How about using 1Password with Ansible?

2021-11-23 - Progress - Tony Finch

i have been looking at how to use the 1Password op command-line tool with Ansible. It works fairly nicely.

You need to install the 1Password command-line tool.

You need a recent enough Ansible with the community.general collection installed, so that it includes the onepassword lookup plugin

To try out an example, create an op.yml file containing:

- hosts: localhost
  - name: test 1password
      msg: <{{ lookup("onepassword",
                      "Mythic Beasts",
                      field="username") }}>

You might need to choose an item other than Mythic Beasts if you don't have a login with them.

Initialize op and start a login session by typing:

eval $(op signin)

Then see if Ansible works:

ansible-playbook op.yml

Amongst the Ansible verbiage, I get the output:

ok: [localhost] => {
    "msg": "<>"

Some more detailed notes follow...


I want it to be easy to keep secrets encrypted when they are not in use. Things like ssh private keys, static API credentials, etc. "Not in use" means when not installed on the system that needs them.

In particular, secrets should normally be encrypted on any systems on which we run Ansible, and decrypted only when they need to be deployed.

And it should be easy enough that everyone on the team is able to use it.

what about regpg?

I wrote regpg to tackle this problem in a way I consider to be safe. It is modestly successful: people other than me use it, in more places than just Cambridge University Information Services.

But it was not the right tool for the Network Systems team in which I work. It isn't possible for a simple wrapper like regpg to fix gpg's usability issues: in particular, it's horrible if you don't have a unix desktop, and it's horrible over ssh.


Since I wrote regpg we have got 1Password set up for the team. I have used 1Password for my personal webby login things for years, and I'm happy to use it at work too.

There are a couple of ways to use 1Password for ops automation...

secrets automation and 1password connect

First I looked at the relatively new support for "secrets automation" with 1Password. It is based around a 1Password Connect server, which we would install on site. This can provide an application with short-term access to credentials on demand via a REST API. (Sounds similar to other cloudy credential servers such as Hashicorp Vault or AWS IAM.)

However, the 1Password Connect server needs credentials to get access to our vaults, and our applications that use 1Password Connect need API access tokens. And we need some way to deploy these secrets safely. So we're back to square 1.

1password command line tool

The op command has basically the same functionality as 1Password's GUIs. It has a similar login model, in that you type in your passphrase to unlock the vault, and it automatically re-locks after an inactivity timeout. (This is also similar to the way regpg relies on the gpg agent to cache credentials so that an Ansible run can deploy lots of secrets with only one password prompt.)

So op is clearly the way to go, though there are a few niggles:

  • The op configuration file contains details of the vaults it has been told about, including your 1Password account secret key in cleartext. So the configuration file is sensitive and should be kept safe. (It would be better if op stored the account secret key encrypted using the user's password.)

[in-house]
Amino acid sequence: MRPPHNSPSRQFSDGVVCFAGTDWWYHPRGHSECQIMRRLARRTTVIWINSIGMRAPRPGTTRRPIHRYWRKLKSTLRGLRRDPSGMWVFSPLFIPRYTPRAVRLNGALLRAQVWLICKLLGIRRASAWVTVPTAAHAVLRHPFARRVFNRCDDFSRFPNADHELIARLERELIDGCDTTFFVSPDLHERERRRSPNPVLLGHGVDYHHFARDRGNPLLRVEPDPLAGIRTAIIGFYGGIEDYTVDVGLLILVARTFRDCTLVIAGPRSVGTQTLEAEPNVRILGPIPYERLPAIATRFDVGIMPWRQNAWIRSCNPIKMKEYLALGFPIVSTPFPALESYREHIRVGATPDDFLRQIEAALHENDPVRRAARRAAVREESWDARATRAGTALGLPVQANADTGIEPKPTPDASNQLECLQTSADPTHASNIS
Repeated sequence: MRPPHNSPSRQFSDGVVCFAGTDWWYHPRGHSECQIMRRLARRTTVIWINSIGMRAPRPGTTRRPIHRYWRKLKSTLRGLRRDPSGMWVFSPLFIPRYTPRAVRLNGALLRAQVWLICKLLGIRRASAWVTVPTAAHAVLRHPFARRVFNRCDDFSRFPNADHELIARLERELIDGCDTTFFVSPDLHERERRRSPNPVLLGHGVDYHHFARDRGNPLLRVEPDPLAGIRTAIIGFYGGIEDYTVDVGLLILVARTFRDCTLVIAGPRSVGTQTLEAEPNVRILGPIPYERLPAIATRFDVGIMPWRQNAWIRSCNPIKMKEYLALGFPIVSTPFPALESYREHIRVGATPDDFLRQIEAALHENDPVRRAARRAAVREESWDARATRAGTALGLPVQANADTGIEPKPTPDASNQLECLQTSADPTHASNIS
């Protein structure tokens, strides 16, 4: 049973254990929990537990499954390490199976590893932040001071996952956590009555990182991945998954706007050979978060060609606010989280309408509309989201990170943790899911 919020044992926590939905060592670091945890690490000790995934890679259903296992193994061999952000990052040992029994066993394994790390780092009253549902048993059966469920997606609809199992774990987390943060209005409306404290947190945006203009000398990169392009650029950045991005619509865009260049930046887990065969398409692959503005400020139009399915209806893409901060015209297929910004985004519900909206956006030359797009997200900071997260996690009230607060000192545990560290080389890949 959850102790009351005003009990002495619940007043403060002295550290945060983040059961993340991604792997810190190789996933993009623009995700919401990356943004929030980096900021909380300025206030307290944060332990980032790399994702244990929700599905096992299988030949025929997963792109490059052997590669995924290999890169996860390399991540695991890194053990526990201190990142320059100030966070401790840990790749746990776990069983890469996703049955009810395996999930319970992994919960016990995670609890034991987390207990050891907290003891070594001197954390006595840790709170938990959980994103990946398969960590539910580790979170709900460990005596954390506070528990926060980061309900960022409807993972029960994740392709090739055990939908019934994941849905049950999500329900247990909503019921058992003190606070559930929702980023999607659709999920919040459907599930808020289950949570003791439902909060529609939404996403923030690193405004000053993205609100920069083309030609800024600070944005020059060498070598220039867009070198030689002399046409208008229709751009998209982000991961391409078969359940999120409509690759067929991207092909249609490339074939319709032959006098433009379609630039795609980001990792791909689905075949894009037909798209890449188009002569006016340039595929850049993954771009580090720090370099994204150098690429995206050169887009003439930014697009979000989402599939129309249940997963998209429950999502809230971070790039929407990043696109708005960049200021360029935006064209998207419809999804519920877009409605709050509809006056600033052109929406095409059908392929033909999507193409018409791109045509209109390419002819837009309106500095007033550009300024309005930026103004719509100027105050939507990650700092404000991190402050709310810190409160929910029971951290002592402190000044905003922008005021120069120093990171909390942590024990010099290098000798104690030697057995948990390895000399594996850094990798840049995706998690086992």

• op signin uses an environment variable to store the session key, which is not ideal because it is easy to accidentally leak the contents of environment variables. It isn't obvious that a collection of complicated Ansible playbooks can be trusted to handle environment variables carefully.

  • It sometimes reauires passing secrets on the command line, which exposes them to all users on the system. For instance, the documented way to find out whether a session has timed out is with a command line like:

    $ op signin --session $OP_SESSION_example example

I have reported these issues to the 1Password developers.

Ansible and op

Ansible's community.general collection includes some handy wrappers around the op command, in particular the onepassword lookup plugin. (I am not so keen on the others because the documentation suggests to me that they do potentially unsafe things with Ansible variables.)

One of the problems I had with regpg was bad behaviour that occurred when an Ansible playbook was started when the gpg agent wasn't ready; the fix was to add a task to the start of the Ansible playbook which polls the gpg agent in a more controlled manner.

I think a similar preflight task might be helpful for op:

  • check if there is an existing op session; if not, prompt for a passphrase to start a session

  • set up a wrapper command for op that gets the session key from a more sensible place than the environment

To refresh a session safely, and work around the safety issue with op signin mentioned above, we can test the session using a benign command such as op list vaults or op get account, and run op signin if that fails.

The wrapper script can be as simple as:

OP_SESSION_example=SQUEAMISHOSSIFRAGE /usr/local/bin/op "$@"

Assuming there is somewhere sensible and writable on $PATH...